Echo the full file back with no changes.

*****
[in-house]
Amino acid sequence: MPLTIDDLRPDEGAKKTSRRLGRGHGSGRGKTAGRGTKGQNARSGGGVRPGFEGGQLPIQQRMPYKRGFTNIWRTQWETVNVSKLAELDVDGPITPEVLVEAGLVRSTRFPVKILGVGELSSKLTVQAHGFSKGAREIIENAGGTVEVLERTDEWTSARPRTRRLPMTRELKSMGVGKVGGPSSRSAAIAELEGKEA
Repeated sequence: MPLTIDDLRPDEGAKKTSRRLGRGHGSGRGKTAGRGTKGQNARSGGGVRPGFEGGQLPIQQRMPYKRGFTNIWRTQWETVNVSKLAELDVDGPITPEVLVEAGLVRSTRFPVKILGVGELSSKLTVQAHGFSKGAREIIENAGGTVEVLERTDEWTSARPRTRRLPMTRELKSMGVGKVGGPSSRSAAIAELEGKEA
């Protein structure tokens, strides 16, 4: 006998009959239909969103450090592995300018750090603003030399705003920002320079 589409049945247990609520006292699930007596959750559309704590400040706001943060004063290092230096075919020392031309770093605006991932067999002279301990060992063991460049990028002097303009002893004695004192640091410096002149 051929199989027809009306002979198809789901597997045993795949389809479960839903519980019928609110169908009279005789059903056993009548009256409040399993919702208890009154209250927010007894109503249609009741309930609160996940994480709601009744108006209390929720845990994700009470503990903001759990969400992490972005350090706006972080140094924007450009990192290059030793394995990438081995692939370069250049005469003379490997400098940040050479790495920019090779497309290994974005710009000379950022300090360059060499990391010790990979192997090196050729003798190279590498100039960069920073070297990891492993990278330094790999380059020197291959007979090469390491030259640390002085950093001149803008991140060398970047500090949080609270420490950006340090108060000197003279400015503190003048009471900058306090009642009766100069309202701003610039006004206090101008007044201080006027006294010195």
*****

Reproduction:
[in-house]
Amino acid sequence: MPLTIDDLRPDEGAKKTSRRLGRGHGSGRGKTAGRGTKGQNARSGGGVRPGFEGGQLPIQQRMPYKRGFTNIWRTQWETVNVSKLAELDVDGPITPEVLVEAGLVRSTRFPVKILGVGELSSKLTVQAHGFSKGAREIIENAGGTVEVLERTDEWTSARPRTRRLPMTRELKSMGVGKVGGPSSRSAAIAELEGKEA
Repeated sequence: MPLTIDDLRPDEGAKKTSRRLGRGHGSGRGKTAGRGTKGQNARSGGGVRPGFEGGQLPIQQRMPYKRGFTNIWRTQWETVNVSKLAELDVDGPITPEVLVEAGLVRSTRFPVKILGVGELSSKLTVQAHGFSKGAREIIENAGGTVEVLERTDEWTSARPRTRRLPMTRELKSMGVGKVGGPSSRSAAIAELEGKEA
């Protein structure tokens, strides 16, 4: 006998009959239909969103450090592995300018750090603003030399705003920002320079 589409049945247990609520006292699930007596959750559309704590400040706001943060004063290092230096075919020392031309770093605006991932067999002279301990060992063991460049990028002097303009002893004695004192640091410096002149 051929199989027809009306002979198809789901597997045993795949389809479960839903519980019928609110169908009279005789059903056993009548009256409040399993919702208890009154209250927010007894109503249609009741309930609160996940994480709601009744108006209390929720845990994700009470503990903001759990969400992490972005350090706006972080140094924007450009990192290059030793394995990438081995692939370069250049005469003379490997400098940040050479790495920019090779497309290994974005710009000379950022300090360059060499990391010790990979192997090196050729003798190279590498100039960069920073070297990891492993990278330094790999380059020197291959007979090469390491030259640390002085950093001149803008991140060398970047500090949080609270420490950006340090108060000197003279400015503190003048009471900058306090009642009766100069309202701003610039006004206090101008007044201080006027006294010195």